In hindsight, former South Carolina governor and U.N. ambassador Nikki Haley may have done us a favor.
During deliberations over the first bipartisan coronavirus relief bill, Haley tweeted:
These are the items included in the stimulus bill:
$75 mill for public television/radio
$25 mil for the Kennedy Center
$75 mil for the Natl Endowment for the Arts
$75 mill for the Natl Endowment for the Humanities
How many more people could have been helped with this money?
Quick as a flash, fellow tweeters reminded her that providing support to these institutions will, in fact, help people — after all, as Ben Davis put it for ArtNet, “People who work for arts organizations are real people with real jobs.” (They also reminded her that the millions that distress her were less than 1% of the package.)
Not only that, but Americans are benefiting right now from the fruits of the artistic communities’ labors. In many cases, their work is helping Americans stay sane and healthy while sequestered at home. In Greensboro that has meant a variety of virtual performances.
Triad Stage has begun a free Facebook Live streaming performance series during the pandemic shutdown, including a late-March concert by singer/songwriter Lyn Koonce in the theater’s UpStage Cabaret.
Meanwhile, the downtown GreenHill Center for North Carolina Art has taken to the internet to bring gallery tours, art workshops for children and adults and visits to artists’ studios as part of what it calls the Virtual GreenHill initiative.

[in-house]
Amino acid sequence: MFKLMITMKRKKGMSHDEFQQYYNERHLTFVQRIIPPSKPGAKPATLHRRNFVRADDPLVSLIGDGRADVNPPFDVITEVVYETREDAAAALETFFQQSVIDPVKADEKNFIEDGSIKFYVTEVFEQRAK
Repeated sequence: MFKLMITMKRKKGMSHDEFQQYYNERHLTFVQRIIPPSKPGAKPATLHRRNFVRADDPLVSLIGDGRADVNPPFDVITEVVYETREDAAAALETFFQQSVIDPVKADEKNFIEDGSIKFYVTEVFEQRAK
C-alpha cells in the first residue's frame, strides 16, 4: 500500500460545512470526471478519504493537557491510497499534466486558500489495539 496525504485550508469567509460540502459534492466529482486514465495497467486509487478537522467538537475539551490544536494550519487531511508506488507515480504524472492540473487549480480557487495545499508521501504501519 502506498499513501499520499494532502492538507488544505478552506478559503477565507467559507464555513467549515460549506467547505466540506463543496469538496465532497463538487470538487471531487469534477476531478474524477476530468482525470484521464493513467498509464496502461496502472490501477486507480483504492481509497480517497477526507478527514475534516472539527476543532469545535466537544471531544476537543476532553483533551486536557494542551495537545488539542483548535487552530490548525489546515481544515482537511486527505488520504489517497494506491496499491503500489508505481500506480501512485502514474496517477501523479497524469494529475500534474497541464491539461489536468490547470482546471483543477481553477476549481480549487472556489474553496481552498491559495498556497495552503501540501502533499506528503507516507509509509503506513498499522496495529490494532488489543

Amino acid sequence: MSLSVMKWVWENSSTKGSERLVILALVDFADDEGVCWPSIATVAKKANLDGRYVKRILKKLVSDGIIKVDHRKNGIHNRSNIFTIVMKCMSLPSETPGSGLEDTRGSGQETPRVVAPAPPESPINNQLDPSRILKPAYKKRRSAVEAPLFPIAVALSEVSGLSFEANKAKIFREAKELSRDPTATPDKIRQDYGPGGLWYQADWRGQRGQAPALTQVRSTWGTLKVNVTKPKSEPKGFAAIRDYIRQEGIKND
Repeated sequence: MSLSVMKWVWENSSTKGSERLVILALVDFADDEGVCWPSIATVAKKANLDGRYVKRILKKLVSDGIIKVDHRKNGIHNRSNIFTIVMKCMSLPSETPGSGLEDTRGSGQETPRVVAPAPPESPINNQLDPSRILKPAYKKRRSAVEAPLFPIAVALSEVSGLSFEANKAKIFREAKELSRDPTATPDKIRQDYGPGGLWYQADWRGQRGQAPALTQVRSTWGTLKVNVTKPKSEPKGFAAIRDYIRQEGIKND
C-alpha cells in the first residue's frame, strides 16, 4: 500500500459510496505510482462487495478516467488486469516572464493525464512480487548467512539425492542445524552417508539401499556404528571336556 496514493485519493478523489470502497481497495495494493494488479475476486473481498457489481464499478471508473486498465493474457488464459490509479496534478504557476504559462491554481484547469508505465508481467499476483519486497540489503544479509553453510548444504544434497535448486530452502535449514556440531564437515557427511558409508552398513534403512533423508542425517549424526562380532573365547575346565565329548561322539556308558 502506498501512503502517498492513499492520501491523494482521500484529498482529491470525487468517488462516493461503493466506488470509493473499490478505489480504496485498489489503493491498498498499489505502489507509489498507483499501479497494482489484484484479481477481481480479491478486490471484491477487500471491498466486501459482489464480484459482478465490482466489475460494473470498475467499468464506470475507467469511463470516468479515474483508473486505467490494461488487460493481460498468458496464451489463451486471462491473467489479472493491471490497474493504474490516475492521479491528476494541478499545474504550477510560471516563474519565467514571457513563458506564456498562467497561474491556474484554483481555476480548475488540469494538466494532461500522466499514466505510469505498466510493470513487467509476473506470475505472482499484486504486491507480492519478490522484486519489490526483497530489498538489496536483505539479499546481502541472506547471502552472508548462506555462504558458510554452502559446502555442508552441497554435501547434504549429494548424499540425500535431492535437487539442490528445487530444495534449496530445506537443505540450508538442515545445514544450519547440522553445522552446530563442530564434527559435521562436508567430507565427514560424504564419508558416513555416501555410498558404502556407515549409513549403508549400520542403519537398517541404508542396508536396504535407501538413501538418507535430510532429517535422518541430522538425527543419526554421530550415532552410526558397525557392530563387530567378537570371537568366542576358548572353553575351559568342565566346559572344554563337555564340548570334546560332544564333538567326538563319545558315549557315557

“For us, it was very important to adapt to changing circumstances and launch Virtual GreenHill, which is in essence a new way for us to connect with our audience,” GreenHill Executive Director Barbara Richter told Jennifer Bringle in this week’s GoTriad.
Likewise, exhibits at UNCG’s Weatherspoon Art Museum are available for viewing at weatherspoonart.org/collection.
The Carolina Theatre plans virtual open mics, virtual tours, livestreams and pre-recorded shows.
And Dance Project, which normally holds classes in the Greensboro Cultural Center, is now offering dance instruction online, as is Royal Expressions Contemporary Ballet.
It’s no surprise that local artists have seized the moment to be more creative and innovative.
Even so, carrying on in the shadow of COVID-19 hasn’t been easy. Faced with little income and home-bound audiences, Triad Stage director Preston Lane laid off two-thirds of his 26-member staff last month.
“To tell them I no longer had work for them was the most difficult thing I have ever done in my life,” Lane said in a recent video message to patrons of the regional professional theater.
You can help. The Greensboro Artist Emergency Relief Fund is making small grants, as it is able, to individual artists. You can donate at https://www.artsgreensboro.org/.
But please consider your gifts an investment. The arts do more than enhance our quality of life and enrich the cultural fabric of the community. According to a national 2017 report, “Arts and Economic Prosperity,” Guilford County’s arts and culture industry annually generates $162 million in economic activity and employs 5,963.
We look forward to the day when local performers can see and hear our appreciation in person once again. In the meantime, bravo to them for finding inventive ways to touch us even when touching is forbidden.